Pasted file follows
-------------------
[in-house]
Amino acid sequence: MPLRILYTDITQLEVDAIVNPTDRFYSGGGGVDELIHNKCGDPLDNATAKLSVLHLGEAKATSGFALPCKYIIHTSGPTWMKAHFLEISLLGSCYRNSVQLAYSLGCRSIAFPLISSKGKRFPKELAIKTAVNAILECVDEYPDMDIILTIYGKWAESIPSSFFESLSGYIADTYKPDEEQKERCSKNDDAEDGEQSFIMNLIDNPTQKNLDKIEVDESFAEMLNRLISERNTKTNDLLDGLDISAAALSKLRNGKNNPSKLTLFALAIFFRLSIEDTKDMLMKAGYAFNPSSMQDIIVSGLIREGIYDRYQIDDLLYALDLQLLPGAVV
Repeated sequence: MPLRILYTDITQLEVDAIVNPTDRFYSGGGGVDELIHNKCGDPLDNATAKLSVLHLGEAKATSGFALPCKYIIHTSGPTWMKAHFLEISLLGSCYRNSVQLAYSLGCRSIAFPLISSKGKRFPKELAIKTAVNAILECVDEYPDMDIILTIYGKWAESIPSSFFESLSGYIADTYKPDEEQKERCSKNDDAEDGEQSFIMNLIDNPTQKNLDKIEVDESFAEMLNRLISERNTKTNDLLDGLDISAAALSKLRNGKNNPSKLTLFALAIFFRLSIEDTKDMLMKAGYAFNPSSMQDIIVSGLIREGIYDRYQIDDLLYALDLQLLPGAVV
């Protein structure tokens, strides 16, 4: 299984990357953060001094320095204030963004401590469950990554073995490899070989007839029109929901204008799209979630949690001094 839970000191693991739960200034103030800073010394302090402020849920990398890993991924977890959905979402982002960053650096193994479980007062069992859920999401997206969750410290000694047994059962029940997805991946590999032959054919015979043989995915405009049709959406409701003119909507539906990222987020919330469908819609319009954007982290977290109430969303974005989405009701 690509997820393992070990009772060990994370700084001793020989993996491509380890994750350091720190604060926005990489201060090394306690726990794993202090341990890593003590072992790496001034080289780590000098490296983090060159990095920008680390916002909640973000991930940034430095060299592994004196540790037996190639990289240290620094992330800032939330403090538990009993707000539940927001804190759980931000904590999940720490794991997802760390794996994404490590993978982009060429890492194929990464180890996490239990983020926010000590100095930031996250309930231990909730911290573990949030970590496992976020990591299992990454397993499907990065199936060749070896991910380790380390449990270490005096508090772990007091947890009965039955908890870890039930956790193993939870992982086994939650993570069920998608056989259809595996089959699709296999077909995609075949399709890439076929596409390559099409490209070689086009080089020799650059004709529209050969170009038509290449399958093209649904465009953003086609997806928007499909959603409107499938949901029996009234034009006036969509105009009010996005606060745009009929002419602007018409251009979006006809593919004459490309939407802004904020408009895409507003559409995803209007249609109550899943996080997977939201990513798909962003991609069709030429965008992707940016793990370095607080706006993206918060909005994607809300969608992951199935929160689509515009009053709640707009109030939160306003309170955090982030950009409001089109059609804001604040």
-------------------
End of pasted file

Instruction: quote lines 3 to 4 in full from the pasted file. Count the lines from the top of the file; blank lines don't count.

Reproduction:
Repeated sequence: MPLRILYTDITQLEVDAIVNPTDRFYSGGGGVDELIHNKCGDPLDNATAKLSVLHLGEAKATSGFALPCKYIIHTSGPTWMKAHFLEISLLGSCYRNSVQLAYSLGCRSIAFPLISSKGKRFPKELAIKTAVNAILECVDEYPDMDIILTIYGKWAESIPSSFFESLSGYIADTYKPDEEQKERCSKNDDAEDGEQSFIMNLIDNPTQKNLDKIEVDESFAEMLNRLISERNTKTNDLLDGLDISAAALSKLRNGKNNPSKLTLFALAIFFRLSIEDTKDMLMKAGYAFNPSSMQDIIVSGLIREGIYDRYQIDDLLYALDLQLLPGAVV
């Protein structure tokens, strides 16, 4: 299984990357953060001094320095204030963004401590469950990554073995490899070989007839029109929901204008799209979630949690001094 839970000191693991739960200034103030800073010394302090402020849920990398890993991924977890959905979402982002960053650096193994479980007062069992859920999401997206969750410290000694047994059962029940997805991946590999032959054919015979043989995915405009049709959406409701003119909507539906990222987020919330469908819609319009954007982290977290109430969303974005989405009701 690509997820393992070990009772060990994370700084001793020989993996491509380890994750350091720190604060926005990489201060090394306690726990794993202090341990890593003590072992790496001034080289780590000098490296983090060159990095920008680390916002909640973000991930940034430095060299592994004196540790037996190639990289240290620094992330800032939330403090538990009993707000539940927001804190759980931000904590999940720490794991997802760390794996994404490590993978982009060429890492194929990464180890996490239990983020926010000590100095930031996250309930231990909730911290573990949030970590496992976020990591299992990454397993499907990065199936060749070896991910380790380390449990270490005096508090772990007091947890009965039955908890870890039930956790193993939870992982086994939650993570069920998608056989259809595996089959699709296999077909995609075949399709890439076929596409390559099409490209070689086009080089020799650059004709529209050969170009038509290449399958093209649904465009953003086609997806928007499909959603409107499938949901029996009234034009006036969509105009009010996005606060745009009929002419602007018409251009979006006809593919004459490309939407802004904020408009895409507003559409995803209007249609109550899943996080997977939201990513798909962003991609069709030429965008992707940016793990370095607080706006993206918060909005994607809300969608992951199935929160689509515009009053709640707009109030939160306003309170955090982030950009409001089109059609804001604040």